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The Quality Assurance role and high res screenshots

All Ritza tutorials should

  • Be easy to follow - each step should be correct and clear
  • Have high quality graphics - screenshots should be taken on a retina or 4k monitor

As each of these steps requires a full "run through" the tutorial, they are often done together. The QA engineer should place themselves 'in the reader's shoes' and work through the tutorial from start to end, making sure that each step is clear, unambiguous, and correct. As they go, the QA engineer also re-takes any screenshots that are not high resolution, and adds screenshots for clarity if required. This usually includes adding a screenshot to the introduction section to demonstrate what the app or project will look like once the reader has finished working through the tutorial.

We use CleanShotX for all of our screenshots. Ask for a license key if you do not have one.

Making changes

The QA engineer should submit several pull requests, depending on what is needed.

  • One pull request to include a version of the author's tutorial and code exactly as they provided it. This step can be skipped if the author already made a pull request to the correct place, but often the author works in a different format or on their own GitHub. This should be in a branch called something like add-first-draft-chat-bot-tutorial. This is exactly the author's work.
  • A second pull request for text and/or code changes. If anything isn't clear or the QA engineer finds something confusing, they should submit suggested changes, as a separate pull request (to the version in our GitHub, not to the author's original version. If necessary, they can ask clarifying questions to the author, but in general they should aim to use their judgement so we can keep moving forwards without reverting back to the author.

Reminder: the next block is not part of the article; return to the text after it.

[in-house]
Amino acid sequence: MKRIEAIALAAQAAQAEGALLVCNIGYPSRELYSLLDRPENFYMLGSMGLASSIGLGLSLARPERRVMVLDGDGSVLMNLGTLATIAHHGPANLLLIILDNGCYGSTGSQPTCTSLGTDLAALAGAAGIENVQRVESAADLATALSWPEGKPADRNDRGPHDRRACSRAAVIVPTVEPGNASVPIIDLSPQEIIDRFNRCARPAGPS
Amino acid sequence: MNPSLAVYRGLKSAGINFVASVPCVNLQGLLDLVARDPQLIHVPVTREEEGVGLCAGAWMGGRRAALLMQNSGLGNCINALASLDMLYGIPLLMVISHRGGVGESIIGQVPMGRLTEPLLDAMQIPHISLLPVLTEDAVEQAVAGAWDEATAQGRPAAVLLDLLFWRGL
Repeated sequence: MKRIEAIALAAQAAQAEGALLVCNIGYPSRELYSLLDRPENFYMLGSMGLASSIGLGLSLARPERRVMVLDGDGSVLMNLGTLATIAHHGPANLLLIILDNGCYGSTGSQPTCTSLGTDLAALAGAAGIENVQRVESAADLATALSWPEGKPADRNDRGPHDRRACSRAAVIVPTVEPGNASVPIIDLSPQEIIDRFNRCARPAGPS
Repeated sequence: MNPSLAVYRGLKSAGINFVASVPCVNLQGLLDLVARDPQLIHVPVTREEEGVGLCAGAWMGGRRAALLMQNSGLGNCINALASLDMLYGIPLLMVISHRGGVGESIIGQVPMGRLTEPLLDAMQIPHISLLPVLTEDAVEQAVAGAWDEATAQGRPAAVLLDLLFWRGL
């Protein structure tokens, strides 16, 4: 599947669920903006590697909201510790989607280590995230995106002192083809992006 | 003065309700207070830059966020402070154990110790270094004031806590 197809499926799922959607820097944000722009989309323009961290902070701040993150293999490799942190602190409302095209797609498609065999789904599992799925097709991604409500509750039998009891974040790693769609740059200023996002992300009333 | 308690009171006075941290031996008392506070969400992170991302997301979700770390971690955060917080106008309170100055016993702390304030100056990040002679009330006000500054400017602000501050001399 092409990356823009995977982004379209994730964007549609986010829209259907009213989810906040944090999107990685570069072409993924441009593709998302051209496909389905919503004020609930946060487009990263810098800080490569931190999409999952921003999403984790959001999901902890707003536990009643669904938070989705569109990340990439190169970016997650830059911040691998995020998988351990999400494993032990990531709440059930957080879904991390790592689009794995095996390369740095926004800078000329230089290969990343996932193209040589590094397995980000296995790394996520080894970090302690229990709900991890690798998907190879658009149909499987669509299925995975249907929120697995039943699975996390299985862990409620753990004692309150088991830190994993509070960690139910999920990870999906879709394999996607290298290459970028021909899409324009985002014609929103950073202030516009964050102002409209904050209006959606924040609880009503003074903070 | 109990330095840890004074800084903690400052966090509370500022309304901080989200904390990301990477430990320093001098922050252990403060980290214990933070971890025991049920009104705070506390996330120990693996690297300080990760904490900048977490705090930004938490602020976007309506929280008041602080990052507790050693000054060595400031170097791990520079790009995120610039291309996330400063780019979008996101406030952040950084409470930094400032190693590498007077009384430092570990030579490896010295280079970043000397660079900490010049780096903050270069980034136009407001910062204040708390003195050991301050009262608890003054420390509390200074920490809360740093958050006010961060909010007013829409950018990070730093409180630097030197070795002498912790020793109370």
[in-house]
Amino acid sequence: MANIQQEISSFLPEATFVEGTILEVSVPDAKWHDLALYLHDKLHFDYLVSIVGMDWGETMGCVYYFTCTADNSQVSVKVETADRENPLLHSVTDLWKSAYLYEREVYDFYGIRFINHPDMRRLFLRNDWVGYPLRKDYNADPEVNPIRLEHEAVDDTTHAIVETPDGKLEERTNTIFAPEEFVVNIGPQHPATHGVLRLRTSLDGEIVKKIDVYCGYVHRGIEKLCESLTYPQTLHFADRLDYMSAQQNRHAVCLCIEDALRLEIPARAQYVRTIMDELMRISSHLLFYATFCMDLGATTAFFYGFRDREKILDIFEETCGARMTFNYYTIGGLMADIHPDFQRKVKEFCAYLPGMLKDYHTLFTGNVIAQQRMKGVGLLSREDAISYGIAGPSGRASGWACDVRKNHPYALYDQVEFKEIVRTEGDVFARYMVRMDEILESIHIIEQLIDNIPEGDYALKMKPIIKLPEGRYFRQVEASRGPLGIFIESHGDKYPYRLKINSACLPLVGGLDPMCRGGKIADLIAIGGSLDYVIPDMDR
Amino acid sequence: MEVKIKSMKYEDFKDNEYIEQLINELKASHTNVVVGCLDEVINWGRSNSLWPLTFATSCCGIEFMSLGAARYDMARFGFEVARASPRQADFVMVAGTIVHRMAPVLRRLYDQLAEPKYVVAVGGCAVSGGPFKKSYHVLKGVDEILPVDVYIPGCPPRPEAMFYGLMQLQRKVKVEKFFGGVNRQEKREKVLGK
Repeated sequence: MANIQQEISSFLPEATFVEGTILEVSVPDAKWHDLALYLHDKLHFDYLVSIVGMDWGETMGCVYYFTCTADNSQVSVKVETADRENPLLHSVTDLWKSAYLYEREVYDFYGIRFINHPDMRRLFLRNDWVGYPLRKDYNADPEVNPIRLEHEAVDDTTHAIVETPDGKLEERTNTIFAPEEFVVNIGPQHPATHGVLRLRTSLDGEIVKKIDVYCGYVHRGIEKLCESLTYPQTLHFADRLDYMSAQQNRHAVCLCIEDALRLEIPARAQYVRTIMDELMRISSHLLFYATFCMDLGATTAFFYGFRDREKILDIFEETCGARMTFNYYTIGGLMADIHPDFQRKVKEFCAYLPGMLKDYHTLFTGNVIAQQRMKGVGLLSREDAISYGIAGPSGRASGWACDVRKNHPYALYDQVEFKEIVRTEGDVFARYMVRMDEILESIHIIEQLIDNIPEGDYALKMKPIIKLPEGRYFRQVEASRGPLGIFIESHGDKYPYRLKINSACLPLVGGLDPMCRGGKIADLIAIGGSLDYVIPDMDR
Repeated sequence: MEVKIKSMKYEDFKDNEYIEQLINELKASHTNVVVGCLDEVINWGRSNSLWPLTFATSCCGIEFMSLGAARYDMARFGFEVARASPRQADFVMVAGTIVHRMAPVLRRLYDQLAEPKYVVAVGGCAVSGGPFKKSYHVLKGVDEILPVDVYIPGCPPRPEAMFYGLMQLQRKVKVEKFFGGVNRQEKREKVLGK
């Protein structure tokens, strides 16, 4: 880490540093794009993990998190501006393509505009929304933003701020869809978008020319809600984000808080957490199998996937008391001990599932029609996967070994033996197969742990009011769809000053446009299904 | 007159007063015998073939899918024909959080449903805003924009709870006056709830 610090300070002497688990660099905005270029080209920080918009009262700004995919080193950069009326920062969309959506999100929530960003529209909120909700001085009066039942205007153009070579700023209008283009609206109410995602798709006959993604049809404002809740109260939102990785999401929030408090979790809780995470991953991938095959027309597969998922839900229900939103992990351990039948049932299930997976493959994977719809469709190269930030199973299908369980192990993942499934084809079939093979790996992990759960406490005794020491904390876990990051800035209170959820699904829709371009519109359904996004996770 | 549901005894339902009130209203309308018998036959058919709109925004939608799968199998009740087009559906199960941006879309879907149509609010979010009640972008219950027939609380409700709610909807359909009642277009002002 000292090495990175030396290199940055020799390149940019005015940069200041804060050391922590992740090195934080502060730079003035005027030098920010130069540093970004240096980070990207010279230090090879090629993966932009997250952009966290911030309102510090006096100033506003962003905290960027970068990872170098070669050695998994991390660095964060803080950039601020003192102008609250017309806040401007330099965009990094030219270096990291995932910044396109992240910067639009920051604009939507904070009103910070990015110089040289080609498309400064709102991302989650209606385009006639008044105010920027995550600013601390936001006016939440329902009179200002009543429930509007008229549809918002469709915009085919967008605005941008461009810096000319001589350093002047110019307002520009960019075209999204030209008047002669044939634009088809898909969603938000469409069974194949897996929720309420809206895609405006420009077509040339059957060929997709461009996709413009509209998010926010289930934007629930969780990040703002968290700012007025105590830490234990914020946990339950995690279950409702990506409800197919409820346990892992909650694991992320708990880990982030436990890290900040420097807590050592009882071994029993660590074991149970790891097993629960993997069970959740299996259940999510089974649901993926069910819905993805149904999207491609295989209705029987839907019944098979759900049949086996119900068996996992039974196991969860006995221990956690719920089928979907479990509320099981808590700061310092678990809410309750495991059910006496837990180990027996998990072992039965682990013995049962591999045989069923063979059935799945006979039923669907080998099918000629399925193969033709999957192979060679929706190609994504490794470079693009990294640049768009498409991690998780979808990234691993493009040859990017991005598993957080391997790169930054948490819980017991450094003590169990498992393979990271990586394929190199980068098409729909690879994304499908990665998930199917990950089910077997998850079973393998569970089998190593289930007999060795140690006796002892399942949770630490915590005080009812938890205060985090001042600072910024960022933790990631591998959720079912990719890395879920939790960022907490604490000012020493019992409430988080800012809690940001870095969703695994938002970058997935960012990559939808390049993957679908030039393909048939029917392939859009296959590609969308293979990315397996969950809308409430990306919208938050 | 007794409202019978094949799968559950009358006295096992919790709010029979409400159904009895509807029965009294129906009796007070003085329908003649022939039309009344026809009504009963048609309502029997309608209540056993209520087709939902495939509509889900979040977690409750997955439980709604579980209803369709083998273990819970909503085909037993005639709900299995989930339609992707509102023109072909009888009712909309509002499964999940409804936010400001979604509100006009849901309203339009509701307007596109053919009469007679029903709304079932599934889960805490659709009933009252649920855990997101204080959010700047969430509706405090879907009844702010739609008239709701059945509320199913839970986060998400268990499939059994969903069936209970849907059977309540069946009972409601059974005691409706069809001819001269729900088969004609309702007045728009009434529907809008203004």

• A third pull request to add and update the images.

Adding captions and alt text

All screenshots should have relevant alt text that can help with accessibility - e.g. blind people have these read to them by screenreaders. In markdown, alt-text can be added within the first set of (square) brackets ![A graph showing that x increases as y decreases](/path/to/image.png)

Choosing the correct cropping

Showing how much context to show is important. Many people will simply screenshot the entire screen. It is better to crop the screenshot as much as possible, showing only the relevant panel or section of an interface but making sure it is clear what the context is. The user needs to be able to find the section in the screenshot - if it might be difficult, rather include more context for the reader to orientate.


We use numbers, arrows, and rectangles to call the readers attention to specific areas of a screenshot. In some cases, a short amount of text (preferably one word) can be added, but this is generally undesirable. Rather keep any text to captions or paragraphs above/below the image.


Sometimes it's clearer to show something in a gif than in a static image. Gifs should in general be 2-5 seconds long (any longer and the reader is annoyed by having to wait for it to start again if they miss the start).